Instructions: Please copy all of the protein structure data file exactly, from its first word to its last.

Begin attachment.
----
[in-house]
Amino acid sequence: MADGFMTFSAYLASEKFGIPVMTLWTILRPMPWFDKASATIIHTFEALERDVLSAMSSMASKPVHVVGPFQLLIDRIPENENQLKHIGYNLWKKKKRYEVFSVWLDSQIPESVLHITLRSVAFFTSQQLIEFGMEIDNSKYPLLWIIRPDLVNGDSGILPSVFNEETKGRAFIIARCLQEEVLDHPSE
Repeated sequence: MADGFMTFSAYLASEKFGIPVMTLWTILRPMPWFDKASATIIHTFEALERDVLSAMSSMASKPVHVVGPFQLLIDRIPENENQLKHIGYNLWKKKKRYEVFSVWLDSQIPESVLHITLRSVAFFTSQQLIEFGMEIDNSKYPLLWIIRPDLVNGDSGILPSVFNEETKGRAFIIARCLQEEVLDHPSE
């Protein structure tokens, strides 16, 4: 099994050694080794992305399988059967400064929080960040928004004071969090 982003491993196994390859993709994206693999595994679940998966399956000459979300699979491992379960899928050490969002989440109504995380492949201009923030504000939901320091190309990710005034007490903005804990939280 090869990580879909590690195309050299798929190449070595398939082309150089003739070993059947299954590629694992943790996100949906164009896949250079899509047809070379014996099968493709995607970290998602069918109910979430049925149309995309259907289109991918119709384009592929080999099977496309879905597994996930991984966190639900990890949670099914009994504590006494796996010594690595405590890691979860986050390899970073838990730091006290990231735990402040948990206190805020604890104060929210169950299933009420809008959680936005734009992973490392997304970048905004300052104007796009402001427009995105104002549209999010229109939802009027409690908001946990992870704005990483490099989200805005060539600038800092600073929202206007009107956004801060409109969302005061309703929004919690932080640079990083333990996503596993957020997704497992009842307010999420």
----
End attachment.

[in-house]
Amino acid sequence: MADGFMTFSAYLASEKFGIPVMTLWTILRPMPWFDKASATIIHTFEALERDVLSAMSSMASKPVHVVGPFQLLIDRIPENENQLKHIGYNLWKKKKRYEVFSVWLDSQIPESVLHITLRSVAFFTSQQLIEFGMEIDNSKYPLLWIIRPDLVNGDSGILPSVFNEETKGRAFIIARCLQEEVLDHPSE
Repeated sequence: MADGFMTFSAYLASEKFGIPVMTLWTILRPMPWFDKASATIIHTFEALERDVLSAMSSMASKPVHVVGPFQLLIDRIPENENQLKHIGYNLWKKKKRYEVFSVWLDSQIPESVLHITLRSVAFFTSQQLIEFGMEIDNSKYPLLWIIRPDLVNGDSGILPSVFNEETKGRAFIIARCLQEEVLDHPSE
């Protein structure tokens, strides 16, 4: 099994050694080794992305399988059967400064929080960040928004004071969090 982003491993196994390859993709994206693999595994679940998966399956000459979300699979491992379960899928050490969002989440109504995380492949201009923030504000939901320091190309990710005034007490903005804990939280 090869990580879909590690195309050299798929190449070595398939082309150089003739070993059947299954590629694992943790996100949906164009896949250079899509047809070379014996099968493709995607970290998602069918109910979430049925149309995309259907289109991918119709384009592929080999099977496309879905597994996930991984966190639900990890949670099914009994504590006494796996010594690595405590890691979860986050390899970073838990730091006290990231735990402040948990206190805020604890104060929210169950299933009420809008959680936005734009992973490392997304970048905004300052104007796009402001427009995105104002549209999010229109939802009027409690908001946990992870704005990483490099989200805005060539600038800092600073929202206007009107956004801060409109969302005061309703929004919690932080640079990083333990996503596993957020997704497992009842307010999420």